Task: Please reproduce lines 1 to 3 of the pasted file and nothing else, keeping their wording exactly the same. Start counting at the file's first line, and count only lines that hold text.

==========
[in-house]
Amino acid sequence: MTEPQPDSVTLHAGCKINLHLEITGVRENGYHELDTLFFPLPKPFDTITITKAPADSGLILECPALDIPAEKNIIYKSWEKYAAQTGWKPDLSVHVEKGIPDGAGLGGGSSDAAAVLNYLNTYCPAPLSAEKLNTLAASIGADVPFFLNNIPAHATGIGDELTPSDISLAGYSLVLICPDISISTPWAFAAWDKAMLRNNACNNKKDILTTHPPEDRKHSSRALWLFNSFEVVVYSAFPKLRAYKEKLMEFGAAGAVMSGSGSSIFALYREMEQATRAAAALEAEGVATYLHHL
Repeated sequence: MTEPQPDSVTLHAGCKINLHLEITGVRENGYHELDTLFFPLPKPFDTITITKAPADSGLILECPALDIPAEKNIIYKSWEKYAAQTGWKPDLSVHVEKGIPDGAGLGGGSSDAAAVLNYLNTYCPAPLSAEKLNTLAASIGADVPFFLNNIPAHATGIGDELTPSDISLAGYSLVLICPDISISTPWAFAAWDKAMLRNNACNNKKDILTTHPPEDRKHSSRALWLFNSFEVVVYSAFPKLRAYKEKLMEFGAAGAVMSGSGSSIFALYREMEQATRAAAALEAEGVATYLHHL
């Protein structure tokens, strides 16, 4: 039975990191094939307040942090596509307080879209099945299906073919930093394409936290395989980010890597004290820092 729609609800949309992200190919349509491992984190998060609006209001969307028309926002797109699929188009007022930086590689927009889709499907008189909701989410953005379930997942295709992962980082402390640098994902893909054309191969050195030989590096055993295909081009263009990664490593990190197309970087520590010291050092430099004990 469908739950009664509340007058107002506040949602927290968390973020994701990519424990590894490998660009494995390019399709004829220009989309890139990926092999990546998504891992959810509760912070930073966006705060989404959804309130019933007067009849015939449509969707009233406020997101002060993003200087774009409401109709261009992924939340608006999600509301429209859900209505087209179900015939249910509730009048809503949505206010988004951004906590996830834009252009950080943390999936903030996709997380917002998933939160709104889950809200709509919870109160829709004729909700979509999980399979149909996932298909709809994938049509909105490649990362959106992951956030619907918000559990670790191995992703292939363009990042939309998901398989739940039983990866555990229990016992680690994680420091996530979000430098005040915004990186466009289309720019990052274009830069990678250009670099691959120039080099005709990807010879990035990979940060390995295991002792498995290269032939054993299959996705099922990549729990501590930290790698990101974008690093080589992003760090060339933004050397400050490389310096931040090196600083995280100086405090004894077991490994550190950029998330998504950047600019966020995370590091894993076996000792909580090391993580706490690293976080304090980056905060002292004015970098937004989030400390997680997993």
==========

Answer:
[in-house]
Amino acid sequence: MTEPQPDSVTLHAGCKINLHLEITGVRENGYHELDTLFFPLPKPFDTITITKAPADSGLILECPALDIPAEKNIIYKSWEKYAAQTGWKPDLSVHVEKGIPDGAGLGGGSSDAAAVLNYLNTYCPAPLSAEKLNTLAASIGADVPFFLNNIPAHATGIGDELTPSDISLAGYSLVLICPDISISTPWAFAAWDKAMLRNNACNNKKDILTTHPPEDRKHSSRALWLFNSFEVVVYSAFPKLRAYKEKLMEFGAAGAVMSGSGSSIFALYREMEQATRAAAALEAEGVATYLHHL
Repeated sequence: MTEPQPDSVTLHAGCKINLHLEITGVRENGYHELDTLFFPLPKPFDTITITKAPADSGLILECPALDIPAEKNIIYKSWEKYAAQTGWKPDLSVHVEKGIPDGAGLGGGSSDAAAVLNYLNTYCPAPLSAEKLNTLAASIGADVPFFLNNIPAHATGIGDELTPSDISLAGYSLVLICPDISISTPWAFAAWDKAMLRNNACNNKKDILTTHPPEDRKHSSRALWLFNSFEVVVYSAFPKLRAYKEKLMEFGAAGAVMSGSGSSIFALYREMEQATRAAAALEAEGVATYLHHL